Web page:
Welcome to Energy and Capital Weekend Edition — our insights from the week in investing and links to our most-read Energy and Capital and sister publications.
Lately, it feels as if the United States has become too comfortable, particularly in regards to the energy picture.
“Why is that?” you ask.
I’ll let you decide this one.
Splashed across headlines this week has been overly-optimistic news — enough for people to sit back and relax.
The EIA’s weekly report showed that total crude and fuel products rose to 1.13 billion barrels last week — the highest level in two decades. As expected, a barrage of bearish price predictions rushed to center stage.
U.S. domestic production — which peaked at 9.6 million barrels per day in 1970 — saw its first year-over-year increase in 2009. Last year, U.S. field production averaged 5.36 million barrels per day.
Although the weekly inventory report showed an 818,000 barrel decline, we’re still comfortably above the five-year average, as you can see below:
At least the government is comfortable enough to impose a moratorium on deep-water drilling operations — never mind the fact that the four major oil companies are creating a rapid-response system, spending a billion dollars in the process, all in the wake of the BP fiasco…
Let’s also forget that our demand is rising on top of things.
Meanwhile, other countries are scrambling hand-over-fist to secure their energy future.
For the first time ever, Mexico will allow foreign oil companies (think Exxon, Shell, Chevron, and that ilk) to explore and produce oil from their shallow water and mature oil fields.
We’ll call it Mexico’s last-ditch effort to stop the country’s production from falling further. (I’ve touched on Mexico’s peak oil troubles before.)
Allowing foreign oil companies into Mexico’s lesser-attractive fields is just a precursor for things to come. In the future, don’t be surprised to see those contracts extend into deepwater targets… And unlike the U.S., the deepwater oil in the Gulf of Mexico is one of Mexico’s last chances to put off becoming an oil net-importer.
They’re looking ahead — and we’re falling behind
China’s energy buying spree has been taken to new heights.
Believe me, dear reader, if the we’re going to complain about where we get our oil, we’ll soon find ourselves back in the arms of the Middle East — a thought I don’t find comforting.
And if we make too much of a fuss over Canadian oil and gas imports, China is more than willing to take our spot.
In June, China imported a record 5.4 million barrels of oil daily. That’s more than half of the country’s consumption.
And if we look at 2010 overall, it gets even more staggering: so far this year, China averaged 4.77 million barrels per day in oil imports (over 30% more than 2009). As you can guess, the country’s oil demand is also experiencing double-digit growth, up nearly 19% over last year.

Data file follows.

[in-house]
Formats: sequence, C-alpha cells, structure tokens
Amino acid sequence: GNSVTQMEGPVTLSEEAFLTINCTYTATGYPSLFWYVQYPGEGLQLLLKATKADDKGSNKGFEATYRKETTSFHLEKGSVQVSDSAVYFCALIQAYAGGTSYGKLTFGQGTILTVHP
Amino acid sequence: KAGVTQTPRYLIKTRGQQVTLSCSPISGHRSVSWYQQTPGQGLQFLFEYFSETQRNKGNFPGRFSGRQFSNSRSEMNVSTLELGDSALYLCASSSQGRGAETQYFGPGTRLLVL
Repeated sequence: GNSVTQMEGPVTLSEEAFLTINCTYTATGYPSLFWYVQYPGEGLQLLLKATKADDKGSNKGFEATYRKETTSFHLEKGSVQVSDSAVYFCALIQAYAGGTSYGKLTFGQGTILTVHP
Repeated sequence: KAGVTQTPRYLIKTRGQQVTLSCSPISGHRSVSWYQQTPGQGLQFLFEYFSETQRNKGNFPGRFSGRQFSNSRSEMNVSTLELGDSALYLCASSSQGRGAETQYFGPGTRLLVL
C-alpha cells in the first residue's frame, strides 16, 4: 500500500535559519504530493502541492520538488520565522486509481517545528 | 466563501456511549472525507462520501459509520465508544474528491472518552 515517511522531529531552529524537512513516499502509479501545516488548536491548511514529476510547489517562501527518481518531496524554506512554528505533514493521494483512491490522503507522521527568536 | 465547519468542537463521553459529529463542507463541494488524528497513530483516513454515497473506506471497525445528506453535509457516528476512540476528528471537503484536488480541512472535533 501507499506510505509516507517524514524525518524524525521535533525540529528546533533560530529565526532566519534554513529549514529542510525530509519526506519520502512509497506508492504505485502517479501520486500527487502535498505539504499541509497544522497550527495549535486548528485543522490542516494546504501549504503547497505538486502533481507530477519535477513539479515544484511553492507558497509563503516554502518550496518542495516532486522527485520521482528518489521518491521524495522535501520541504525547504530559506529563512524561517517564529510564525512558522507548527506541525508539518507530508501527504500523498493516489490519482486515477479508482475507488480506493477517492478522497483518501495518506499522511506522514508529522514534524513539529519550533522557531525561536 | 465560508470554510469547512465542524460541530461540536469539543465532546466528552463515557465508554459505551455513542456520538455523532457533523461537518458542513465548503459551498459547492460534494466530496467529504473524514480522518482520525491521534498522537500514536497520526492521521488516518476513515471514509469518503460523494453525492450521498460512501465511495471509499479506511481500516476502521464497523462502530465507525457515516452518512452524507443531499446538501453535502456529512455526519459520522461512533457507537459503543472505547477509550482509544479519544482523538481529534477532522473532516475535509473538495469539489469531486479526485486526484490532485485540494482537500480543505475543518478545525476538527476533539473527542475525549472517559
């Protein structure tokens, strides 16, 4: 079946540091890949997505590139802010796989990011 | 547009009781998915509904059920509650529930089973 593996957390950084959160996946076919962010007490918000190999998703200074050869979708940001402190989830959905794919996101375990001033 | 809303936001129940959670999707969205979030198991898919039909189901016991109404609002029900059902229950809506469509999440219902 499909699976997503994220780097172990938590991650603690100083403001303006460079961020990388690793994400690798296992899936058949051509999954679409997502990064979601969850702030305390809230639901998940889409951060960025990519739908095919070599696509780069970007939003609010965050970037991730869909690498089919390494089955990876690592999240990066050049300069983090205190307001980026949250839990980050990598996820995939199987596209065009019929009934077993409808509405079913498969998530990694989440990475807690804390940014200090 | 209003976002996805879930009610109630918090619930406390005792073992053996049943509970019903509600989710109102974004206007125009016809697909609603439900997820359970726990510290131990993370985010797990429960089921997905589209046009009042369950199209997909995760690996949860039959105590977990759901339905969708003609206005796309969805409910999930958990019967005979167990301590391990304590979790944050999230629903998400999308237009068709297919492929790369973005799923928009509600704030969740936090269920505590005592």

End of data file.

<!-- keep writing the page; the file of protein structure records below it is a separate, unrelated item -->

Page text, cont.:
And if you think China isn’t eying up our Canadian neighbor as a source of oil, think again. Recall that back in April, China dished out $4.65 billion for ConocoPhillips’ 0.03% stake in the Syncrude project. The Syncrude project pumps out approximately 350,000 barrels per day — roughly 13% of Canada’s total output.
Two months later, China National Petroleum Corp. announced a joint venture with Encana to develop unconventional gas resources in the Horn River and Montney prospects. And that’s not the first time the B.C. unconventional gas play has caught our attention… In February, Korea Gas Corp. pledged over $1 billion during the next five years for an interest in two fields.
The energy scramble isn’t specifically tied to North America, either. Take a look at how one such oil discovery is making investors a small fortune.
Again I pose the question: Are we getting too comfortable with our energy picture?
Enjoy your weekend,
Energy and Capital
P.S. You can catch up on the week’s top articles from Energy and Capital and our sister publication, Wealth Daily, below.
Profiting Under their Radar: Investors are Tapping into This Massive New Oil Discovery in the Last Place You’d Expect
After being left in the dark for more than 70 years, this massive oil field is just beginning to be developed. In fact one tiny, virtually unknown company has already struck oil, to the delight and profit of Energy and Capital readers.
America’s Inevitable Oil Rush: Looking Beyond the BP Oil Disaster to Onshore Profits
Think everything is fine now that the BP well is sealed? Unfortunately, the nightmare has just begun for offshore companies. Even more important is how it is shaping the future of U.S. oil production, leading us to the next great oil boom.
U.S. Oil’s Big Potential: A Different Way to Play the U.S. Oil Comeback
Editor Keith Kohl takes a look down the road, offering readers a strong investment strategy and warning about another.
Nuclear Start-up Companies: Several Billionaires are Investing in Nuclear
Editor Nick Hodge discloses how billionaires get richer: they invest in young nuclear companies.
Energy Efficient Lighting Contracts: Why this $2 Company Could Land a $416 Million Military Contract
Editor Jeff Siegel reveals a $2 micro-cap in line to land some major deals with the U.S. military.
Natural Gas Prices: What No One Else Has Caught… Yet
Editor Ian Cooper revisits his spot-on $4 bottom call for natural gas, and explains what the bears are about to miss out on… again.
Alzheimer’s Drugs: The Good, the Bad, and the Prospects
Publisher Brian Hicks brings readers the latest developments in the fight against Alzheimer’s… and a game-changing stock that’s up 50% for the year.
Will BP’s Relief Wells Go Live? Reopening the Well from Hell
Analyst Adam Sharp discusses whether or not BP will turn their relief wells into production wells.